It crashes so often, in order to turn my slides into PDF file, I not only break up my presentations into small files, but I wrote a shell script to keep trying the conversion until LibreOffice manages to not crash.

    Serious question, is there a latex-like tool for ma

    • Dunno if this is what you are looking for, but check out DocOnce: http://hplgit.github.io/doconc... [github.io]

    • by N7DR ( 536428 )

      Serious question, is there a latex-like tool for making presentations.

      There are several of them. The most common is probably Beamer: https://bitbucket.org/rivanvx/... [bitbucket.org]

      A couple of others are mentioned on the Beamer Wikipedia page: https://en.wikipedia.org/wiki/... [wikipedia.org]

      • Thanks for the recommendation, but typing this out seems to be a lot more tedious that copy/pasting an image.

        \begin{frame}{Example of columns 2}
        \begin{columns}[T] % contents are top vertically aligned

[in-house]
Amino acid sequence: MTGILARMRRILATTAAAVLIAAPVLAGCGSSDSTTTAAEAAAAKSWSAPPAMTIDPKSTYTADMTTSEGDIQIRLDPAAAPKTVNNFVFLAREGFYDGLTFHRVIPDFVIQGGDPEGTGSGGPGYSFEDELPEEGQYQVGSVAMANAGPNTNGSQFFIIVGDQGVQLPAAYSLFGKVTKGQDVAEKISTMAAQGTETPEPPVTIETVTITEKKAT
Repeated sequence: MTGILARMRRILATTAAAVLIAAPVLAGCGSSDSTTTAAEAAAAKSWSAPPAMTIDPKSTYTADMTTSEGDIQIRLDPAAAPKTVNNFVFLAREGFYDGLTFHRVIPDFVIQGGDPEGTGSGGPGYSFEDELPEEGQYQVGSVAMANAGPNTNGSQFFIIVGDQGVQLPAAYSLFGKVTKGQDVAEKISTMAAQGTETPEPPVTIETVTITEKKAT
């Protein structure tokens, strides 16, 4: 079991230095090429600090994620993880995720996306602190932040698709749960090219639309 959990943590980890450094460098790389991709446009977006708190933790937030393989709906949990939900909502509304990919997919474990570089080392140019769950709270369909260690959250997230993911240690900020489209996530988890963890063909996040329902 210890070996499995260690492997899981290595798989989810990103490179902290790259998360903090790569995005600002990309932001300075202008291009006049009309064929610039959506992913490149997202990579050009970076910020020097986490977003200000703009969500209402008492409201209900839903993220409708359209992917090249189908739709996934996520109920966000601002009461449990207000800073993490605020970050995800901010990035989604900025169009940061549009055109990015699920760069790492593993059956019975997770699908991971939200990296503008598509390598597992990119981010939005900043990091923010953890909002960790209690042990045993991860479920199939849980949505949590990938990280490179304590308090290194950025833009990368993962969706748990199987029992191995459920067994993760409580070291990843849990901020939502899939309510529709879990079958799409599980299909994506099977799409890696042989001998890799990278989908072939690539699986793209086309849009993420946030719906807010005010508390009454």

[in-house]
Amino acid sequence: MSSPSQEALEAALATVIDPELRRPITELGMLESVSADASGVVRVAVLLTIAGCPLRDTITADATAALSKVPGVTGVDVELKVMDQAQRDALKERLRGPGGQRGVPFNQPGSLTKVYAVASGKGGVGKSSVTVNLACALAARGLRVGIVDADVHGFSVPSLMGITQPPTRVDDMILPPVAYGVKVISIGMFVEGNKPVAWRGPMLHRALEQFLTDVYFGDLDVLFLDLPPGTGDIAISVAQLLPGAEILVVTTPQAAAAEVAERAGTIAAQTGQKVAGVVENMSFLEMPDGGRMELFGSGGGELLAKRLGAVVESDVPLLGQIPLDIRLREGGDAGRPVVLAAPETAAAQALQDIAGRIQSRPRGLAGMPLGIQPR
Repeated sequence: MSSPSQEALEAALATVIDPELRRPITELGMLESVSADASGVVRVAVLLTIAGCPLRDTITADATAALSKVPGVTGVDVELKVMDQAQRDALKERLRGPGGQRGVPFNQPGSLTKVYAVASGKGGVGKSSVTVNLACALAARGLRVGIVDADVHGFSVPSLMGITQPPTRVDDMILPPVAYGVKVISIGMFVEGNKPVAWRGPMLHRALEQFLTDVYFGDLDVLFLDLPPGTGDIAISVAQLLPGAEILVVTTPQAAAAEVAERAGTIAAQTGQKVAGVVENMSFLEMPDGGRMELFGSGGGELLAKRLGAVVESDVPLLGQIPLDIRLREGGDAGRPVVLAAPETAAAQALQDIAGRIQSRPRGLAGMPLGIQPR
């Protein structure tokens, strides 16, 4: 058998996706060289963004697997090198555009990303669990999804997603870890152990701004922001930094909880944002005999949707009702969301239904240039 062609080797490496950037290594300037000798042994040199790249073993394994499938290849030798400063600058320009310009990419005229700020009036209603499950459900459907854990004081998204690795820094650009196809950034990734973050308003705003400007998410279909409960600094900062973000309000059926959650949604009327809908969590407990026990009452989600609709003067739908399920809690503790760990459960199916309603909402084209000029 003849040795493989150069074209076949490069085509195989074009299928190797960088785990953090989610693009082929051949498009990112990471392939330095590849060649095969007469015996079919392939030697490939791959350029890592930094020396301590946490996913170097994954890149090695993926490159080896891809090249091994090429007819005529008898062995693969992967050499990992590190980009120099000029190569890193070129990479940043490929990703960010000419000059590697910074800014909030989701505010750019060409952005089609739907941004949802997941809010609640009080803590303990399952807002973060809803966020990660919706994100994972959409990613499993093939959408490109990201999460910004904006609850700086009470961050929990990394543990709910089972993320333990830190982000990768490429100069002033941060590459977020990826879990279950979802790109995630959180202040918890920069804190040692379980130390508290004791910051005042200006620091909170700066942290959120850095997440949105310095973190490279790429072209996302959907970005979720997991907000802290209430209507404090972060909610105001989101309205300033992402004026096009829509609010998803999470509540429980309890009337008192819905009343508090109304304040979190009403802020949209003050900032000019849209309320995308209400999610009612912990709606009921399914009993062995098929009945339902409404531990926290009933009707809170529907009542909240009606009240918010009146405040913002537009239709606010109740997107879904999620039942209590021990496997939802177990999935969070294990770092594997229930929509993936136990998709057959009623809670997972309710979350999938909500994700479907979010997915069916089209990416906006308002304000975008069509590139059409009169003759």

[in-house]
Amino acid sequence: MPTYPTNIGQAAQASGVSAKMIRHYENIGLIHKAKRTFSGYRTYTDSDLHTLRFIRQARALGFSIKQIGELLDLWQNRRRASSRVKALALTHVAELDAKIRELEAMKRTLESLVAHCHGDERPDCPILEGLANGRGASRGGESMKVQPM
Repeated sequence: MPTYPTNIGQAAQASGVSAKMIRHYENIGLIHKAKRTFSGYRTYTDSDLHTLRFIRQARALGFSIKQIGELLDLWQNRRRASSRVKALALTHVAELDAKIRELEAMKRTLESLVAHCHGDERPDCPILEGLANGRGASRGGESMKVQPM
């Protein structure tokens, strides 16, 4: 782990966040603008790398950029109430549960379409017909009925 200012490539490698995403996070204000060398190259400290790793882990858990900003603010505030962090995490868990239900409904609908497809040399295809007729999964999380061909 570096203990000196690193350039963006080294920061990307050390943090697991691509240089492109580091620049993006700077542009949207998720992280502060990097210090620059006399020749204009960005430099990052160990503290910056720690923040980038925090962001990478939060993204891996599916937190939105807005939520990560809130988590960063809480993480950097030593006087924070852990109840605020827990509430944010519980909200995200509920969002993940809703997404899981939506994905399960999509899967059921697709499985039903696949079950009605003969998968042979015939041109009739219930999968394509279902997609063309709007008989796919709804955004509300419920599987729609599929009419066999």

\begin{column}[T]{5cm} % each column can also be its own environment
        Contents of first column \\ split into two lines
        \end{column}
        \beg

    • by dbIII ( 701233 )
      IMHO the stupid powerpoint slideshow idea should have been dead and buried in 1996.
      Do it as a web presentation since intranets are the final resting place of any slideshow of any importance. You'll save yourself or another conversion hassles and future compatibility problems.
  • by ukoda ( 537183 ) on Wednesday February 01, 2017 @03:26PM (#53783215) Homepage
    It's great software but I do wonder when they will fix the spell checker so you can change the language from US English to the local language without the need to read help pages every time.
  • New version? BAD (Score:2, Insightful)

    by Merk42 ( 1906718 )
    New version of {thing} came out. We all know {thing} is bad because it is new. MY issue wasn't fixed, therefore nothing the latest version of {thing} has to offer counts.